Study: Doctors’ Concerns about Online Reviews May Be Unfounded

SPRINGFIELD — A new study in the Journal of General Internal Medicine has determined that, although the quality of online physician-review Web sites is generally low, physicians’ worries that such sites are smearing their reputations are largely unfounded.

In the health care quality community, public reporting is recognized as a key strategy in driving improvements in performance and patient outcomes. The study, undertaken by Dr. Tara Lagu and colleagues under the auspices of the Center for Quality of Care Research at Baystate Medical Center, is the first to systematically examine whether physician-review Web sites, which have proliferated amid a broader explosion of social-media use among consumers in general, contain inflammatory or potentially damaging information about physicians.

Its authors conclude that, even though 90{06cf2b9696b159f874511d23dbc893eb1ac83014175ed30550cfff22781411e5} of patient reviews on such sites are positive and, for the most part, doctors are not being harmed by anonymous posting of inflammatory, inaccurate, or damaging reviews, such sites have a ways to go before they will be effective tools for patients seeking guidance on choosing a doctor.

“This early snapshot seems to indicate that patients are almost uniformly positive about their physicians, and criticism is often constructive. But shortcomings in the quality and quantity of information provided, as well as significant use of paid advertisements, are presenting hurdles to patients who are seeking reliable recommendations,” said Lagu, a member of the Division of General Medicine and Geriatrics at Baystate Medical Center and an assistant professor at Tufts University School of Medicine.

The other study authors are Nicholas Hannon of the School of Public Health and Professional Degree Programs at Tufts University School of Medicine in Boston; and Drs. Michael Rothberg and Peter Lindenauer of the Center for Quality of Care Research at Baystate Medical Center and the Department of Medicine at Tufts University School of Medicine.

Physician-rating Web sites, such as Vitals.com, Healthgrades, and Angie’s List, allow patients to rate and discuss physician quality like travel Web sites allow guests to review restaurants and hotels. The National Health Service in Britain has encouraged patients to rate their physicians online, and the popularity of physician-rating websites is growing significantly in the U.S. But some physician organizations, including the American Medical Assoc., have opposed the development of these sites, claiming that patient identity cannot be confirmed, physicians will be unable to respond to negative comments because of confidentiality issues, and reviews will be excessively negative.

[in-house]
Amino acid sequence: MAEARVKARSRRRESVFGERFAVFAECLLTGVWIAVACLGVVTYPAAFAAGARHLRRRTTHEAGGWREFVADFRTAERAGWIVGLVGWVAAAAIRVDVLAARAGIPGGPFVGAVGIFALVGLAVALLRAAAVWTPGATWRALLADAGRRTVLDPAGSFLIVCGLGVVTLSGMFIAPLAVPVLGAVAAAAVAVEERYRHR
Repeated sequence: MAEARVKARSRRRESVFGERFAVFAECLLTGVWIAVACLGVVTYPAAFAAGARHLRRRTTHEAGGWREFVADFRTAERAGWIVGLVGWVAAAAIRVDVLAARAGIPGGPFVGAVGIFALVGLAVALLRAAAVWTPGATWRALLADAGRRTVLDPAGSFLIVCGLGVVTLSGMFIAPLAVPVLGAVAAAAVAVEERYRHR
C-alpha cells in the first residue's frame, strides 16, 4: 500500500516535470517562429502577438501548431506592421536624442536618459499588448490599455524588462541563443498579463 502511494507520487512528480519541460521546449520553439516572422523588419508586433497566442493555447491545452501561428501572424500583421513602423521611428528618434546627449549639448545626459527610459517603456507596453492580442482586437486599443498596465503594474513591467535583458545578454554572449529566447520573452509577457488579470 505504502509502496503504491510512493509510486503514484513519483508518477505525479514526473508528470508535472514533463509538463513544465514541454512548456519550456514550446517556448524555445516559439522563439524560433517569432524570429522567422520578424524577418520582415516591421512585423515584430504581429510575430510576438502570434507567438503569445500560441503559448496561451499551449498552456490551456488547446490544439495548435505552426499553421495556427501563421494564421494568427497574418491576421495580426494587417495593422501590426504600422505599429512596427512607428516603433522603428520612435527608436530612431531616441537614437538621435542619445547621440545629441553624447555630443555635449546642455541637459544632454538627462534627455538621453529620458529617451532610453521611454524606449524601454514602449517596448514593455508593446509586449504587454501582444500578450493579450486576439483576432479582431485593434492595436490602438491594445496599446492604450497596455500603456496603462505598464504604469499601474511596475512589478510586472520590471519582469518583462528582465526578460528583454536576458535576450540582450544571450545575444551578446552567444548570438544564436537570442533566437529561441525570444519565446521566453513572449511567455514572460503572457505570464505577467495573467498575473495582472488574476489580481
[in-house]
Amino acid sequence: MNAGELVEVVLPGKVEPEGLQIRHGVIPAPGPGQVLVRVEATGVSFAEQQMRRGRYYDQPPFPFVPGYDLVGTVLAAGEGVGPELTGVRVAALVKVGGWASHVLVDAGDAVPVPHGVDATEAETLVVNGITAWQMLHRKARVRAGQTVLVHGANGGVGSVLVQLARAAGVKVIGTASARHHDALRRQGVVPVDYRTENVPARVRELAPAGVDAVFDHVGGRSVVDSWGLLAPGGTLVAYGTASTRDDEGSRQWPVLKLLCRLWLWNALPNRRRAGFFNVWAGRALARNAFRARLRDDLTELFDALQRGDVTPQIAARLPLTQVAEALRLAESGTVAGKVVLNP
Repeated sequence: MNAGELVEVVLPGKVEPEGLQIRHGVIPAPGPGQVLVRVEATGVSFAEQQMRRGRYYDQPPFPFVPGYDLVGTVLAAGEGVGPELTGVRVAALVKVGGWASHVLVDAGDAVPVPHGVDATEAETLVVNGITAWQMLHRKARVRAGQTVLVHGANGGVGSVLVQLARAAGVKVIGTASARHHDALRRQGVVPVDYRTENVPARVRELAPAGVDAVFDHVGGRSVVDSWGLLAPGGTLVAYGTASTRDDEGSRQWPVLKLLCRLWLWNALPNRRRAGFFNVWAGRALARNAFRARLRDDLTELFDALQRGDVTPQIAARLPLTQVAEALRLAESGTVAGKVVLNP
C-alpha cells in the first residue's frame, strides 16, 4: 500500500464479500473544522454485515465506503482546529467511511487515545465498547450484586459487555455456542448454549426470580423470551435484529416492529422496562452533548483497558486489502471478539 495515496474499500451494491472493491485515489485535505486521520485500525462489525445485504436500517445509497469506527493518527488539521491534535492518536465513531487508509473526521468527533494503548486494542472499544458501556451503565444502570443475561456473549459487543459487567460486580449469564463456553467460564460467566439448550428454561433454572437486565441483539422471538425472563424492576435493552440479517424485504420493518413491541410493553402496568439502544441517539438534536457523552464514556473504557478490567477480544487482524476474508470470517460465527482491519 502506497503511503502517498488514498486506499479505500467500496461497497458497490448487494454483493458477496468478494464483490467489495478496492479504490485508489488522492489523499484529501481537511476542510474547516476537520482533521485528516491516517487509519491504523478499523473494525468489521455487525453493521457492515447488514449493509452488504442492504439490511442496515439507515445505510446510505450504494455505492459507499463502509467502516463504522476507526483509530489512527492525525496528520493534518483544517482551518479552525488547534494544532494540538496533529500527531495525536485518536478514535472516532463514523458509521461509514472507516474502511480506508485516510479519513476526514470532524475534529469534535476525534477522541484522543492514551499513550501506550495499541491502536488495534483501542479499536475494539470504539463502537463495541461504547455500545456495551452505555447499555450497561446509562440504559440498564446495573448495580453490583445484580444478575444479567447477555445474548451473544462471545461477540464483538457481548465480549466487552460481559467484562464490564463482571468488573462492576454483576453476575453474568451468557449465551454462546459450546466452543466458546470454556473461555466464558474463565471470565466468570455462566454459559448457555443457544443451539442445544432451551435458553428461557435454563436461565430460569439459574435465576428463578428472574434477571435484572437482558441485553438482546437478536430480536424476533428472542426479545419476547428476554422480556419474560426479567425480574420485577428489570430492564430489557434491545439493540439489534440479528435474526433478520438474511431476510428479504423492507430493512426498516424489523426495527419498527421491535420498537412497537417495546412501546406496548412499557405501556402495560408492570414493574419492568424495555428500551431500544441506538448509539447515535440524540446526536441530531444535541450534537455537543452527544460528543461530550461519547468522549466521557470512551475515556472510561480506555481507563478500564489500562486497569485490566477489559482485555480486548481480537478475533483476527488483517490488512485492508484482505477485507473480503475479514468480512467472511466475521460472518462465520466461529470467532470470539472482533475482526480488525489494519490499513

Indeed, at least one physician group has suggested that physicians make all patients sign a “gag order” stating they will not review their physicians online, when, in fact, patient reviews of physicians are positive more than 90{06cf2b9696b159f874511d23dbc893eb1ac83014175ed30550cfff22781411e5} of the time, according to the study.

“Patients remain unfamiliar with public reporting Web sites and do not routinely use publicly reported data to guide their choice of providers. Furthermore, some physicians are skeptical about the real benefits of these sites and their potential pitfalls,” said Lagu, who, with her colleagues, examined reviews of 300 physicians on 33 different physician-rating sites and found that, in addition to the positive tone of reviews, most criticism by patients such as “not enough parking” or “waiting too long” could be addressed without violating patient confidentiality.

The authors noted that the biggest hurdle to the widespread use of physician-rating Web sites is not the risk of negative or inflammatory physician reviews, but the poor quality of the sites. Reviews are relatively scarce, patients are unable to search by criteria that may be important to them, such as languages spoken by the physician, and most sites do not allow side-by-side comparisons of physicians. Many sites also have incomplete information about office locations and physician credentials.

The researchers also found in their study that most sites allow advertisements, and many promote health care products. Several sites allow physicians to purchase profiles, leading to a more prominent or positive display of that physician without revealing that these profiles are paid advertisements. One site offers an expensive gift in exchange for writing reviews on eight or more physicians. Also, a few extremely positive reviews seem to be written by physicians themselves, noted the study authors.

According to Lagu, the medical establishment’s concerns about physician-rating Web sites may be unfounded. “In light of these findings and the rapidly growing popularity of these sites, the medical community should encourage our patients to use and improve these sites,” she said.  “Professional organizations should also consider advising physicians to reveal conflicts of interest and to refrain from posting positive reviews about themselves.”